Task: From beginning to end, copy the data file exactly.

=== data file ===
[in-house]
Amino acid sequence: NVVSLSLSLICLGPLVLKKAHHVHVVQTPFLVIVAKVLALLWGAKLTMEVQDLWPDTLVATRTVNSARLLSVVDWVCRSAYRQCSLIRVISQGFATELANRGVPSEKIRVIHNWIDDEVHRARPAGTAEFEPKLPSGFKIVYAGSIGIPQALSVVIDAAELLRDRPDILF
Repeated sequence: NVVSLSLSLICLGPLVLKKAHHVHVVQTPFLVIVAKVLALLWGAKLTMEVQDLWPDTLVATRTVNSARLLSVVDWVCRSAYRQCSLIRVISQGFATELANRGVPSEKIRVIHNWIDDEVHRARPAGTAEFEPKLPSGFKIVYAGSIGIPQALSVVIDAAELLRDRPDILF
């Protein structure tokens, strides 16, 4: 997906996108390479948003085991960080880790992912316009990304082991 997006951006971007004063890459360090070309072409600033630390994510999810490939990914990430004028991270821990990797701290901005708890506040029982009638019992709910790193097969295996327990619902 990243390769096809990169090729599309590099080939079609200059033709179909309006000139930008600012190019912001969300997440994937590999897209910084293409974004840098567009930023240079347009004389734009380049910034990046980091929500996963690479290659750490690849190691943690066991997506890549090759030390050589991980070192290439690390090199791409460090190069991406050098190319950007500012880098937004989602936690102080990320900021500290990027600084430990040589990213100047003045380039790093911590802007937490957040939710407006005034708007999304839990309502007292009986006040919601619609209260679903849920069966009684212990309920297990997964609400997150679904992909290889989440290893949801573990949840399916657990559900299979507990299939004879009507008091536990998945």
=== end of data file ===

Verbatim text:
[in-house]
Amino acid sequence: NVVSLSLSLICLGPLVLKKAHHVHVVQTPFLVIVAKVLALLWGAKLTMEVQDLWPDTLVATRTVNSARLLSVVDWVCRSAYRQCSLIRVISQGFATELANRGVPSEKIRVIHNWIDDEVHRARPAGTAEFEPKLPSGFKIVYAGSIGIPQALSVVIDAAELLRDRPDILF
Repeated sequence: NVVSLSLSLICLGPLVLKKAHHVHVVQTPFLVIVAKVLALLWGAKLTMEVQDLWPDTLVATRTVNSARLLSVVDWVCRSAYRQCSLIRVISQGFATELANRGVPSEKIRVIHNWIDDEVHRARPAGTAEFEPKLPSGFKIVYAGSIGIPQALSVVIDAAELLRDRPDILF
């Protein structure tokens, strides 16, 4: 997906996108390479948003085991960080880790992912316009990304082991 997006951006971007004063890459360090070309072409600033630390994510999810490939990914990430004028991270821990990797701290901005708890506040029982009638019992709910790193097969295996327990619902 990243390769096809990169090729599309590099080939079609200059033709179909309006000139930008600012190019912001969300997440994937590999897209910084293409974004840098567009930023240079347009004389734009380049910034990046980091929500996963690479290659750490690849190691943690066991997506890549090759030390050589991980070192290439690390090199791409460090190069991406050098190319950007500012880098937004989602936690102080990320900021500290990027600084430990040589990213100047003045380039790093911590802007937490957040939710407006005034708007999304839990309502007292009986006040919601619609209260679903849920069966009684212990309920297990997964609400997150679904992909290889989440290893949801573990949840399916657990559900299979507990299939004879009507008091536990998945």